As a commentary says from ...
      "Looking at the context of the entire gospel of John, Jesus consistently draws a separation between himself and God. He refers to God as "Father" and shows that he is subordinate to the Father (John 14:28) and was sent at his Father's direction (John 3:16; 17:3)."

      Thus, me again, Jesus doesn't say he's God. Of course, it doesn't bring closer to the question. It can only offer a perspective on it.

      4) or the Jewish teachers mistrusted Jesus because they misunderstood him, so they went gunning for him. That is, Jesus was claiming, or hinting, to be the messiah, but the Jewish teachers didn't expect a messiah like him. Thus they had reason to infer that Jesus was claiming a God status, a blasphemy, thanks to Jesus' ambiguity.

      5) or, I say, the Jewish teachers were hotheads. That is, they weren't in the market to see Jesus from a more balanced perspective (to see that he was a sage and more religious than they). Rather, they preferred to shoot first and ask questions later out of jealousy or intolerance.

      6) I say, too, it may be odd that the Jewish teachers were ready to stone Jesus to death, since it was illegal to put anyone to death without obtaining Roman permission. So, by fair means or foul, the Jewish teachers sought to eliminate perceived opposition to their doctrine. (They believed the scripture permitted or encouraged them to take extreme measures to do so.) Perhaps, however, they only sought to pelt him with stones?

      Sorry for offering various possibilities instead of saying just one thing. But the Gospels are written with a measure of ambiguity, and so there are various views on many of its passages. And that's my take on it.


    2. More on John 8: Jesus vs Angry Jewish teachers

      In the story, Jesus' aggressive words confront the Jewish teachers, riling them.

      John 8:43 Why do you not understand what I am saying? It is because you cannot hear My word. 44 You are of your father the devil, and you want to do the desires of your father. ... 47 He who is of God hears the words of God; for this reason you do not hear them, because you are not of God.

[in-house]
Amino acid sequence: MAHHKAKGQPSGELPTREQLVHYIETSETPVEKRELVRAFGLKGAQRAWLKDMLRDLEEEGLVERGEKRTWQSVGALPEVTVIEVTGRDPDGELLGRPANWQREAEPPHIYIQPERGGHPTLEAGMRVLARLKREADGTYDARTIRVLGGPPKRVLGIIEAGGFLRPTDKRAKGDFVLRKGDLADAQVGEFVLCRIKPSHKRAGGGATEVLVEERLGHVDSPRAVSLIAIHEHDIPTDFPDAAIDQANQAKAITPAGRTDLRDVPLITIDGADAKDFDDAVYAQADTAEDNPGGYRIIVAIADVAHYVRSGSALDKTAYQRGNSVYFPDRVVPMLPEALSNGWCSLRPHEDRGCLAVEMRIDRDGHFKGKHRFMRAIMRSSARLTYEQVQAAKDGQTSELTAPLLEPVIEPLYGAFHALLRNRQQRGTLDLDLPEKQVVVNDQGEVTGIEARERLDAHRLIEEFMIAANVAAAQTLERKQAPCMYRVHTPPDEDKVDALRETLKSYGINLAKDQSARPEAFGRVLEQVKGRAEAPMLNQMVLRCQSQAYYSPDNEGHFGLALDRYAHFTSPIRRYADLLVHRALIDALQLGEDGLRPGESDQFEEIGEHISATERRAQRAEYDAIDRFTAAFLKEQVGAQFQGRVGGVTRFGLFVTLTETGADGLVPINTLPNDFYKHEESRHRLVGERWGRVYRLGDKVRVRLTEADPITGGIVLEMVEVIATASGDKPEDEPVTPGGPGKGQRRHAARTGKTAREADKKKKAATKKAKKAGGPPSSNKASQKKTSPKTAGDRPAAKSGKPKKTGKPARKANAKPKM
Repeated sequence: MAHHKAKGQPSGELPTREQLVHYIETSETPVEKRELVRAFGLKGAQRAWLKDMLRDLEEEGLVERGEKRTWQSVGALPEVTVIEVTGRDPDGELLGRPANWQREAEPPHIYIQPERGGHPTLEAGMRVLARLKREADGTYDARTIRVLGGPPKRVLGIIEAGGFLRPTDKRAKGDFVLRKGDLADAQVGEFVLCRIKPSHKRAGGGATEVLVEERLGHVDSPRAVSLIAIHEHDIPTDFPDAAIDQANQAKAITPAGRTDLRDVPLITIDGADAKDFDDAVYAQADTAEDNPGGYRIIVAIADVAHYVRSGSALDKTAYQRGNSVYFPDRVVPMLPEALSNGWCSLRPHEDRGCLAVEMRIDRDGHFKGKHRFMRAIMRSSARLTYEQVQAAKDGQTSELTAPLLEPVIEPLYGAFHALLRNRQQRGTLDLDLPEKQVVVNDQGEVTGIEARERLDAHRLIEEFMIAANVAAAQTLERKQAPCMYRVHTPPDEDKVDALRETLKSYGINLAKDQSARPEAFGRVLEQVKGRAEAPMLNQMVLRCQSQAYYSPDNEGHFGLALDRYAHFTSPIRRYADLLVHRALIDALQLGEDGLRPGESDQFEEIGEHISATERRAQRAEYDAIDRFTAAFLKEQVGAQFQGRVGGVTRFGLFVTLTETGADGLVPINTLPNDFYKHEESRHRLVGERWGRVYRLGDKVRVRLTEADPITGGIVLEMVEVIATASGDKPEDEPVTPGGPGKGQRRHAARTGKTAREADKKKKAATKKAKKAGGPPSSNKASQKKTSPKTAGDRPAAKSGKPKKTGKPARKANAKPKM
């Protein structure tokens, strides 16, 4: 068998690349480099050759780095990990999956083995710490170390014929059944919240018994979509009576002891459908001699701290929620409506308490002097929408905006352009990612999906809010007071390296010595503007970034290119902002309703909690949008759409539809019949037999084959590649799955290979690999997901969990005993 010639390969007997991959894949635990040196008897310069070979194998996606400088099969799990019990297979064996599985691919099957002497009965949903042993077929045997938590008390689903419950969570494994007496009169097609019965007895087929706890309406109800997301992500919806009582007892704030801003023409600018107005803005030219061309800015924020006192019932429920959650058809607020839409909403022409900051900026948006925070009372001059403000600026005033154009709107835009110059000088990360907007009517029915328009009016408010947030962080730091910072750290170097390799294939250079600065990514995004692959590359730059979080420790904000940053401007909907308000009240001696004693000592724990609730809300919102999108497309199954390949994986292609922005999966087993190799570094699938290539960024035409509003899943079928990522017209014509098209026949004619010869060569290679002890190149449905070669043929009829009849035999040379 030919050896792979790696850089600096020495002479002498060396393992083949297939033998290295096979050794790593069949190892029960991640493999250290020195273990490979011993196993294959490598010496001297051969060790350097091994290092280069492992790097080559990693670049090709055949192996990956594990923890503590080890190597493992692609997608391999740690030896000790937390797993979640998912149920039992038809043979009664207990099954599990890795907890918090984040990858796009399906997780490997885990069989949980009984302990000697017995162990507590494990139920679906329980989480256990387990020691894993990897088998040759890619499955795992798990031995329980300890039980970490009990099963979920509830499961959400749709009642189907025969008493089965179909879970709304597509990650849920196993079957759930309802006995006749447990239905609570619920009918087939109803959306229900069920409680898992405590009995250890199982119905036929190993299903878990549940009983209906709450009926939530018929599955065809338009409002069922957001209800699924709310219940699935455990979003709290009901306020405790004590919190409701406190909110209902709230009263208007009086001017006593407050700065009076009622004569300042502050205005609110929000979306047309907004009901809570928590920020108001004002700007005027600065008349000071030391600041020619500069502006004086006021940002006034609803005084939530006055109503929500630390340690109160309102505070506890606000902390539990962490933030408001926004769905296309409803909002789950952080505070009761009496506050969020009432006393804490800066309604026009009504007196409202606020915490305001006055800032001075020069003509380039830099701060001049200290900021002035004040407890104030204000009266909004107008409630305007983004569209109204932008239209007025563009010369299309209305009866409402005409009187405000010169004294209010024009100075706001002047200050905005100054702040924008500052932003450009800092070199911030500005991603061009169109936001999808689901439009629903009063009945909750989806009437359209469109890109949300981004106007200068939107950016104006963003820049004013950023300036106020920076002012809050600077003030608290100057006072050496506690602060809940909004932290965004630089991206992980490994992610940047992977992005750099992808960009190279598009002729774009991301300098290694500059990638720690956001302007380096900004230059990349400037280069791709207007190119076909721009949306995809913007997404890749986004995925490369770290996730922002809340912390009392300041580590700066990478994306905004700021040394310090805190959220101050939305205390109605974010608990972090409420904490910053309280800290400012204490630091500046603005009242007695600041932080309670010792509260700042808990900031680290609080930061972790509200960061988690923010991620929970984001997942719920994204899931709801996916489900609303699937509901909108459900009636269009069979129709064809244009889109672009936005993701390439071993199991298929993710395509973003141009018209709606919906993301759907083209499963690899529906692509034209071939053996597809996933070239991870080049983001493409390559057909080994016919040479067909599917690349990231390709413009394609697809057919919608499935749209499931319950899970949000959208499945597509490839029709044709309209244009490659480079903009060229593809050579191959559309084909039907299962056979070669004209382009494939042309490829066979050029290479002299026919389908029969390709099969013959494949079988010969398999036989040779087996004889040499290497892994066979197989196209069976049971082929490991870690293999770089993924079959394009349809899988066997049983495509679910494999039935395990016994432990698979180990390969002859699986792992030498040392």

Somehow I doubt the Jewish teachers wished to thank Jesus for the admonitions. I'd expect the criticism made them hot under the collar.

      Then the Jewish teachers seem to reveal how misinformed they were even about the whereabouts of Jesus' hometown:

      48 The Jews answered and said to Him, “Do we not say rightly that You are a Samaritan and have a demon?”

      And what's more, they indict him of demon possession. This is how they handle the matter at hand, by getting angry and spreading a rumor.

      He keeps scolding the Jewish teachers, by saying they don't know their God. Of course, such words won't win a popularity contest:
      54 Jesus answered, “If I glorify Myself, My glory is nothing; it is My Father who glorifies Me, of whom you say, ‘He is our God’; 55 and you have not come to know Him, but I know Him; and if I say that I do not know Him, I will be a liar like you, but I do know Him and keep His word.

      So whatever Jesus says to them, it appears they're bound to take it the wrong way. At that juncture, I myself doubt that Jesus announces such a thing as "By the way, I'm God" (if he were God) to the ears of a non-receptive group.

      Whether he makes the God claim at that point is, however, a matter of inference of the readers. I say, as other readers do, the indications point away from the idea that Jesus says he's God--thus no claim to be God.